As Donald Trump determines who will sink beside him on his campaign ship in November, the national media talking heads are abuzz about how Mike Pence is a popular communicator with strong legislative and executive experience that can deliver the Midwest for Trump.

This is far from an honest look at where the Governor stands unless he's someone we aren't seeing.  It can't be the same Mike Pence that we've come to know in Indiana, can it?

Can it be the Mike Pence who, despite having a reasonably good economic situation to run on, finds himself at less than 50 percent in the polls and languishing behind Democrat John Gregg in fundraising?

Can it be the same Mike Pence who, in a very red state, needed a bailout from the Republican Governors Association?

Can it be the same Mike Pence who has made enemies of many Hoosier women, many Hoosier teachers and LGBTQ+ Hoosiers?

Can it be the same Mike Pence who couldn't stand up to simple yes or no questions on This Week with George Stephanopolous?

Certainly, these "experts" have not studied or looked at the 2016 Gubernatorial race at all in this state.  If they had, they would likely be telling the nation the truth.

That truth is that many here in Indiana would LOVE to see Donald Trump select Pence to be his running mate.  That would get him out of Indiana!  Furthermore, Pence not repudiating Trump and showing a willingness to be on his ticket could work against the Governor and in Gregg's favor in November should the GOP nominee select another candidate other than Pence to be his number two.

Monday, July 4, 2016

Friday, July 1, 2016

It's July 1st...Time for New Laws...

Here's an article and a soundtrack for you to read it along with...hat tip to Bill Maher's "New Rules" segment, here are Indiana's new laws!  Follow this link.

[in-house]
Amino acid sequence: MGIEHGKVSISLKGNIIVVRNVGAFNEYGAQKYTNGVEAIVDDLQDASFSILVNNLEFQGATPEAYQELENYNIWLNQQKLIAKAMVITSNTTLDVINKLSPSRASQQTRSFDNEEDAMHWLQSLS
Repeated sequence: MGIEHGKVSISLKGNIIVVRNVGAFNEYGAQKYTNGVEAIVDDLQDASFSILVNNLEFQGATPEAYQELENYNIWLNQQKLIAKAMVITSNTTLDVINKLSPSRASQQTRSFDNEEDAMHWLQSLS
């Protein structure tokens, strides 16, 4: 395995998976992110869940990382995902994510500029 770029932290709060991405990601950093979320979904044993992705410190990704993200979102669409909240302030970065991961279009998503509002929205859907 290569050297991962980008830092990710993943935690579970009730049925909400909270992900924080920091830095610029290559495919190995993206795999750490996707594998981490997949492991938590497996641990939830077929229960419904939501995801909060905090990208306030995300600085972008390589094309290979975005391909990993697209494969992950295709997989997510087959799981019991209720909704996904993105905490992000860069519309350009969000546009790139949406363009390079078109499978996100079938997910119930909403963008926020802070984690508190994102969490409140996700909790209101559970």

Trump Selecting Him as VEEP Nominee Could Be Good for Pence

Governor Mike Pence
Donald Trump could save Mike Pence from himself, at least temporarily.

Speculation among those in the know claims that Trump, for whatever reason, is considering Governor Pence for the Vice Presidential slot.  Trump isn't likely to pick Pence, but, if he does, it could change the Indiana Governor's race.

Right now, it's a head-to-head battle between Pence and Democratic nominee John Gregg with Rex Bell representing the Libertarians.  If Pence stepped out of the race to run for Vice President, as he would be required to do under Indiana Code, Republican Party Chairman Jeff Cardwell would get to select Pence's replacement since it is after June 30.

So, let's have some fun.  Let's say Lying Crooked Donald picks Pence.  Who would Cardwell pick to fill the ballot vacancy?

Eric Holcomb would be the obvious candidate.  Holcomb has been a loyal soldier so many times, and this would give him a chance to seek the top office in the state's executive branch.  I'd say he would be the favorite.

Another Republican possibility would be former Lieutenant Governor Becky Skillman.  The former legislator had ambition to succeed her former boss, Mitch Daniels, but she stepped aside citing health concerns allowing Mike Pence to easily claim the GOP nomination in 2012.

Yet another possibility might be former Indianapolis Mayor Greg Ballard.  Cardwell served on the City-County Council before he joined the Pence Administration.  Now, he's a business owner and party chair.  He worked with Ballard to make the "Gateway South" corridor a reality.

Former Lieutenant Governor Sue Ellspermann is the current President of Ivy Tech and has just a month on the job, but, depending on her ambition, she might be interested in running for Governor.

Richard Mourd...oh nevermind, even Jeff Cardwell isn't that crazy.

Whoever it is would have a battle with John Gregg to fight for possibly statewide name recognition and would have to raise funds in a hurry.

As for Pence, he would get to avoid a possible loss to Gregg.  Of course, most of the polling currently shows that Donald Trump is trailing Hillary Clinton nationally.  He could be dooming himself to four years with nothing to do.  All of this is putting the cart way before the horse.  Trump, again, isn't likely choosing Pence to complete his ticket.

It's fun to speculate about on a summer afternoon.

UPDATE:
Abdul-Hakim Shabazz said on Facebook this morning that the GOP can only fill the ballot vacancy if it happens by 7/14.  That is unless Pence moves or well, we won't talk about the other reason.

Also, I left a really big fish out of my possible replacement pond.  He's perhaps the biggest fish of them all.  Mitchell E. Daniels.